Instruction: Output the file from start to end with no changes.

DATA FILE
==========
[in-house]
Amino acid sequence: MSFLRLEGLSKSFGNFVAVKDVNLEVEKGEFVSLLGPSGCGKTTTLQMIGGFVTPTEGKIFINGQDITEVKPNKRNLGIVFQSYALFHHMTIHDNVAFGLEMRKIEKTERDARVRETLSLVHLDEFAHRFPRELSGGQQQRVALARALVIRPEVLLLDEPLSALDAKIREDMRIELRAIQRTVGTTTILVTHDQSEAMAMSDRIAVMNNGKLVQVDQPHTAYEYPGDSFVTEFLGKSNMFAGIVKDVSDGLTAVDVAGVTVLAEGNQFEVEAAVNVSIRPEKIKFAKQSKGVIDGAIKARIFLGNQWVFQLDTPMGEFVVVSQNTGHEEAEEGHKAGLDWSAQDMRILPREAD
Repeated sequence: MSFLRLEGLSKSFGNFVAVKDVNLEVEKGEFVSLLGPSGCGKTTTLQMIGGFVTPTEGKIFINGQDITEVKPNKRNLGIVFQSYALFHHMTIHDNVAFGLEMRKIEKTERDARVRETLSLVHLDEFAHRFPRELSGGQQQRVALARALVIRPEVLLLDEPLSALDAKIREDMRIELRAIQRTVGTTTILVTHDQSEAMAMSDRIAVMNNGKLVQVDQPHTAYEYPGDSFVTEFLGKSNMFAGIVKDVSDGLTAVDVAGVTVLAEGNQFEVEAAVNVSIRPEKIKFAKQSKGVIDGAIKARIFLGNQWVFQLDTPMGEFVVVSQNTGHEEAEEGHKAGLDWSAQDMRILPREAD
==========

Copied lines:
[in-house]
Amino acid sequence: MSFLRLEGLSKSFGNFVAVKDVNLEVEKGEFVSLLGPSGCGKTTTLQMIGGFVTPTEGKIFINGQDITEVKPNKRNLGIVFQSYALFHHMTIHDNVAFGLEMRKIEKTERDARVRETLSLVHLDEFAHRFPRELSGGQQQRVALARALVIRPEVLLLDEPLSALDAKIREDMRIELRAIQRTVGTTTILVTHDQSEAMAMSDRIAVMNNGKLVQVDQPHTAYEYPGDSFVTEFLGKSNMFAGIVKDVSDGLTAVDVAGVTVLAEGNQFEVEAAVNVSIRPEKIKFAKQSKGVIDGAIKARIFLGNQWVFQLDTPMGEFVVVSQNTGHEEAEEGHKAGLDWSAQDMRILPREAD
Repeated sequence: MSFLRLEGLSKSFGNFVAVKDVNLEVEKGEFVSLLGPSGCGKTTTLQMIGGFVTPTEGKIFINGQDITEVKPNKRNLGIVFQSYALFHHMTIHDNVAFGLEMRKIEKTERDARVRETLSLVHLDEFAHRFPRELSGGQQQRVALARALVIRPEVLLLDEPLSALDAKIREDMRIELRAIQRTVGTTTILVTHDQSEAMAMSDRIAVMNNGKLVQVDQPHTAYEYPGDSFVTEFLGKSNMFAGIVKDVSDGLTAVDVAGVTVLAEGNQFEVEAAVNVSIRPEKIKFAKQSKGVIDGAIKARIFLGNQWVFQLDTPMGEFVVVSQNTGHEEAEEGHKAGLDWSAQDMRILPREAD